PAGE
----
Get vaccinated. Don't spread the flu.
Flu - Myths and Facts

Myth: I don’t need to get a flu vaccine until someone I know is sick.

Getting the vaccine early in the season is actually better for you and those around you. It can take up to two weeks for the protection in the vaccine to be effective. Once you know someone is sick they could have already passed it onto you as it can take days to start showing symptoms. The earlier you get the vaccine, the better protected you are.

Myth: I never get sick, so I don’t need to get vaccinated.

You can be infected with the flu and spread it, even if you're not showing symptoms. Getting the vaccine means you can also help protect others from getting sick, especially those who have medical conditions or infants too young to get immunized who are more likely to have complications from getting the flu.

Myth: I don’t have the time to get vaccinated.

Getting vaccinated takes about 30 minutes. If you get sick, the flu can last for several days or weeks. It can also lead to more serious problems like pneumonia and bacterial infections that can sometimes result in hospitalization. No one has time for that. There are many different type of health care providers who can administer the vaccine including physicians, public health nurses/mass clinics, and pharmacists (for those 7 years of age and older).

Myth: It’s complicated to get the vaccine because there isn’t a flu clinic near my home or work.

Flu clinics are just one great option where people can get their flu vaccine. You can also go to your doctor/nurse practitioner or even to the local pharmacy.

Myth: I think flu vaccines have the potential to create strains that are vaccine-resistant, like what can happen with the overuse of antibiotics.

The influenza virus already mutates frequently. That's why there is a new flu vaccine every year. The strains that are within the vaccine changes to match the strains that are expected to be circulating and that may cause the most severe illness.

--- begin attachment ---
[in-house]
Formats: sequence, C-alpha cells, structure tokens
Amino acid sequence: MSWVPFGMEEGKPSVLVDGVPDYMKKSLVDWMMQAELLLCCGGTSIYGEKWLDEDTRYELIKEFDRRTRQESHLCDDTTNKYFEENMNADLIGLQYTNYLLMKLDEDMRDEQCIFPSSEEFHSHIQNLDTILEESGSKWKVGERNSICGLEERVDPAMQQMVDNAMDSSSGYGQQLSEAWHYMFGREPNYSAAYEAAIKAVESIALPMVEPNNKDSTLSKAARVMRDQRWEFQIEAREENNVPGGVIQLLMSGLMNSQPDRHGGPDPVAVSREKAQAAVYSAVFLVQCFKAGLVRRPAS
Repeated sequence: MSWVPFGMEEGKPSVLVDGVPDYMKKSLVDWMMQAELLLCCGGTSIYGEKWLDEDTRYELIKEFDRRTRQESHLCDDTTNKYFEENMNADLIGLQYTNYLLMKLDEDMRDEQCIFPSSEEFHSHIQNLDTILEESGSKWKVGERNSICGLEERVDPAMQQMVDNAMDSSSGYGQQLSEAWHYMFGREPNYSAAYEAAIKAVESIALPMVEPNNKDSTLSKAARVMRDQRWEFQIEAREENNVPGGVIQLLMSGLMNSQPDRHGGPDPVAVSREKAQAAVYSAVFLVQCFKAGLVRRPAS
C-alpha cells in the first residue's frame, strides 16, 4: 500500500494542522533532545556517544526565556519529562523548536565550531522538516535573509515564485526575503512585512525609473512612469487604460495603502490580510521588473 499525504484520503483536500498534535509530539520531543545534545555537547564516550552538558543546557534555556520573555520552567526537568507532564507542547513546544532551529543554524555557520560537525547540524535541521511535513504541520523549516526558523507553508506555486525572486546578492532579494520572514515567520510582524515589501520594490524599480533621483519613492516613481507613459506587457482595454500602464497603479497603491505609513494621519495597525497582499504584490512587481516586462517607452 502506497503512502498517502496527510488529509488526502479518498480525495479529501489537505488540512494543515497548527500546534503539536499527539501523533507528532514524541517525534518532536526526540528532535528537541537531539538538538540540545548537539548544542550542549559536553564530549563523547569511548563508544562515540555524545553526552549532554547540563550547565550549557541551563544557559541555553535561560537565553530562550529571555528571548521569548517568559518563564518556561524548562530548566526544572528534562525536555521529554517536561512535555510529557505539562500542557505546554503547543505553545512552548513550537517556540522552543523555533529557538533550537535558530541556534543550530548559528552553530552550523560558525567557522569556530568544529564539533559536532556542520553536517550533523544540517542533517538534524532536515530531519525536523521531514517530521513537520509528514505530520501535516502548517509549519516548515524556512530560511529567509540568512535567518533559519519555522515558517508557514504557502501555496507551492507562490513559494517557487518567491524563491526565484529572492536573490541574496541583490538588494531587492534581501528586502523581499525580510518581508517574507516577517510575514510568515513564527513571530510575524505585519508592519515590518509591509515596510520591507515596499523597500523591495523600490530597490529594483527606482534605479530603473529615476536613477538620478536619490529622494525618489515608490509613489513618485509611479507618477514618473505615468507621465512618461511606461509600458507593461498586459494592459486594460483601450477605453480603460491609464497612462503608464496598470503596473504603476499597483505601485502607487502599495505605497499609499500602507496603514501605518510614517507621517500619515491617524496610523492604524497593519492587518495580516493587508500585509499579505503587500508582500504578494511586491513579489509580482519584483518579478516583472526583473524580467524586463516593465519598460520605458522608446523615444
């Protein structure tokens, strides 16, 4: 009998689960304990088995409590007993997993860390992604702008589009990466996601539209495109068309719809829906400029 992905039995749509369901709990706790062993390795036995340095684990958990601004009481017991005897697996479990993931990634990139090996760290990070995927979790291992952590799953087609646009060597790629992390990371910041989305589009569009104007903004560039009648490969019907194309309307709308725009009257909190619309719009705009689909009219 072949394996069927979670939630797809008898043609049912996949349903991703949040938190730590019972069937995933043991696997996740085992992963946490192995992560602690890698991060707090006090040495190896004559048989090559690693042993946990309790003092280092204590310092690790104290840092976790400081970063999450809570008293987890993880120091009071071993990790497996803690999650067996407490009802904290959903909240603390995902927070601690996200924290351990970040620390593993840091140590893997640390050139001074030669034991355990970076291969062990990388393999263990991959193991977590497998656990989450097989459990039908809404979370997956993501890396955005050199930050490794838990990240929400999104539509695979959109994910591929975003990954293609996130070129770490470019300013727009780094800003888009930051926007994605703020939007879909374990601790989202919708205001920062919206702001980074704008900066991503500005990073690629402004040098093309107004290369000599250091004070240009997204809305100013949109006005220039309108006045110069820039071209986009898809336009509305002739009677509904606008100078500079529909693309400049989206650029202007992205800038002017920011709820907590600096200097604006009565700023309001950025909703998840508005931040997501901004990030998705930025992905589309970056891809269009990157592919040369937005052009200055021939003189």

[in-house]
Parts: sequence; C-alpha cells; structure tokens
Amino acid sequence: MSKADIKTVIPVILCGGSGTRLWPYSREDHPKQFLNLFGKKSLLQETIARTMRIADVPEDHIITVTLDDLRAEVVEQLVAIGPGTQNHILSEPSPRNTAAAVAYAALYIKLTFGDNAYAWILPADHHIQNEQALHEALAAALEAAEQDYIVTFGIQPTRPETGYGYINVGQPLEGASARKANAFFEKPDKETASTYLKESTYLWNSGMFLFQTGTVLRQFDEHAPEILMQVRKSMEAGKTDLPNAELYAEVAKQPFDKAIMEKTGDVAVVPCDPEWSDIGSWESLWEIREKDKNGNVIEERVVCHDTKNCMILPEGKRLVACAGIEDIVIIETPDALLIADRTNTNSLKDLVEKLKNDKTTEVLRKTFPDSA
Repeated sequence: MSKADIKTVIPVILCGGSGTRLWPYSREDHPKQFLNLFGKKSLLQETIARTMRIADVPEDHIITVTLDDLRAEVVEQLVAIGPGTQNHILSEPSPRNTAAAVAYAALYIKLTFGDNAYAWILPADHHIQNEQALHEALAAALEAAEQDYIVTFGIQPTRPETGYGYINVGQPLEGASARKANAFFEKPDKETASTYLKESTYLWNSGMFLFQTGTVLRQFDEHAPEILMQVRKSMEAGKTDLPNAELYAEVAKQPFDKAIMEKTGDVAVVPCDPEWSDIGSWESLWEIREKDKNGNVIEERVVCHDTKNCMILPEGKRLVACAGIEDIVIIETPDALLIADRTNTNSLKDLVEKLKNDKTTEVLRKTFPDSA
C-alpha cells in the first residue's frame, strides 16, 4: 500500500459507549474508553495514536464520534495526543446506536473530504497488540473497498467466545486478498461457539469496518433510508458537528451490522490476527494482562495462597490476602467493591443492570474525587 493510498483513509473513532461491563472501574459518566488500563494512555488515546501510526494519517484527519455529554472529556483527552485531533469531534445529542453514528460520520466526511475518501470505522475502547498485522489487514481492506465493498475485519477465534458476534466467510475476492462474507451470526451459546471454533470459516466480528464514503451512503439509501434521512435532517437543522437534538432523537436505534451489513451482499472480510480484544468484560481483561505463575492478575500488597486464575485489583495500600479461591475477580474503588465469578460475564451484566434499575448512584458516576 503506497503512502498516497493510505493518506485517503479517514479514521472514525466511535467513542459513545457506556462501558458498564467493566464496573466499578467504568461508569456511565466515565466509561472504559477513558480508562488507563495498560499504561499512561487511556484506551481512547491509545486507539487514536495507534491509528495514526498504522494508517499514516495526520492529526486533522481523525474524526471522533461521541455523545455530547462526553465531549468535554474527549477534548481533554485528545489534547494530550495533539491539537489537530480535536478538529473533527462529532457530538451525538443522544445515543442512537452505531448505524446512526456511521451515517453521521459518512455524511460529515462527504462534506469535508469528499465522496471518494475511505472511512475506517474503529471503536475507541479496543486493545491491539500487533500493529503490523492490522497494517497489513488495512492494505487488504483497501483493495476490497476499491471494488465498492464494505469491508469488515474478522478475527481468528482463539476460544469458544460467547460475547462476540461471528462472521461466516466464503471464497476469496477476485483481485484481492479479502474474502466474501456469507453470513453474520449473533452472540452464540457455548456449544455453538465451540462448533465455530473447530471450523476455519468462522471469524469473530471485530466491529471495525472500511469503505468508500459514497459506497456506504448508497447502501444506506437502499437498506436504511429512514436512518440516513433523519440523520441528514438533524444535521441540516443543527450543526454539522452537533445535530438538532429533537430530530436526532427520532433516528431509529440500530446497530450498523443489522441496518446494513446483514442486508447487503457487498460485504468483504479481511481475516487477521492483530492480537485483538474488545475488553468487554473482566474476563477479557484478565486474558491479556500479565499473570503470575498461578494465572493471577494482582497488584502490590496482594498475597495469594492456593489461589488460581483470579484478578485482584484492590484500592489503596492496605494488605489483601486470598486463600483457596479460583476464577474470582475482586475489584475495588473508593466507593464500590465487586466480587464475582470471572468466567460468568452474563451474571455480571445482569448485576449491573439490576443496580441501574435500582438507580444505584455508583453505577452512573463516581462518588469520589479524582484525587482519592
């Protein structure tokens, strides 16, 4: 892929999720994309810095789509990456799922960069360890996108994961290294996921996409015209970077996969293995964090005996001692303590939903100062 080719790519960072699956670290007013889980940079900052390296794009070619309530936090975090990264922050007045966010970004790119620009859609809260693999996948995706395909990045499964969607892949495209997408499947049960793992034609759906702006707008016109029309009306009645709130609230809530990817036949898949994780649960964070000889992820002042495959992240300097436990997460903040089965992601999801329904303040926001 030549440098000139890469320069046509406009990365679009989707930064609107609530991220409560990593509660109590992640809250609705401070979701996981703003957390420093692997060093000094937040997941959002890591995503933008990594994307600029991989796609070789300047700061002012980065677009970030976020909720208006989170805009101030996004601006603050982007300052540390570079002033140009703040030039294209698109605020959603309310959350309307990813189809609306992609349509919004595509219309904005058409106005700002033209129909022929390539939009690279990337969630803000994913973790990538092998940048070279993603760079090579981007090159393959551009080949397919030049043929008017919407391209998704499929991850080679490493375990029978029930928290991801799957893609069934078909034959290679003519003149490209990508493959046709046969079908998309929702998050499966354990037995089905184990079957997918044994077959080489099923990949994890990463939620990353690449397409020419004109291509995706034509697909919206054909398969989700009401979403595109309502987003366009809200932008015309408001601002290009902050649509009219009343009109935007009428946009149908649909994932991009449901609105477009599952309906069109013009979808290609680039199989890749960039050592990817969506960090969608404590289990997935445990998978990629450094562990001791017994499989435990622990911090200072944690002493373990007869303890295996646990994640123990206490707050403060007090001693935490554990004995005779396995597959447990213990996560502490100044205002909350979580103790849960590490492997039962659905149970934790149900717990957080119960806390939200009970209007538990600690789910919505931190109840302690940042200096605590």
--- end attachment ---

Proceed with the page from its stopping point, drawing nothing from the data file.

Myth: It is better to be naturally exposed to the flu to keep natural defenses strong.

Influenza can spread very quickly and easily. Some people may get the flu and be contagious, but never show symptoms. They may be 'building' their own immune system, but also could be exposing someone with a weaker immune system to the virus, leading to serious consequences for them. People infected with the flu can spread it to others up to 6 feet away from them. In addition, since the flu strains that circulate change year over year it is unknown how the flu may affect a person once infected and person could risk becoming severely ill from the flu. Creating immunity against the flu one year may not protect you from the flu in the following year because the flu virus changes so frequently. That's why the vaccine protects both you and others.

Myth: Last time I got the flu vaccine, it made me sick.

Some people may get flu-like symptoms for a few days after the vaccine and think that they are getting the flu, but that is your body building up the antibodies to learn how to fight the virus if in the event you are infected. Some people experience varying levels of these symptoms, or none at all. Every person is different. If you did get sick after getting the vaccine, it's most likely you were incubating the illness before the vaccine could take effect. Or, it was a different kind of respiratory illness caused by another virus or bacteria, and not the influenza virus.

Myth: There isn’t much evidence that pregnant women should be vaccinated.

Data shows that pregnant women are at a higher risk of complications or hospitalization related to influenza. There is also evidence that the vaccination of pregnant women protects their newborns from influenza and influenza-related hospitalization. It is recommended that all pregnant women get immunized against the flu.


If you have any questions about seasonal flu or pneumococcal immunization:

Speak with a health care provider or call Health Links – Info Santé at:

204-788-8200 in Winnipeg or toll-free 1-888-315-9257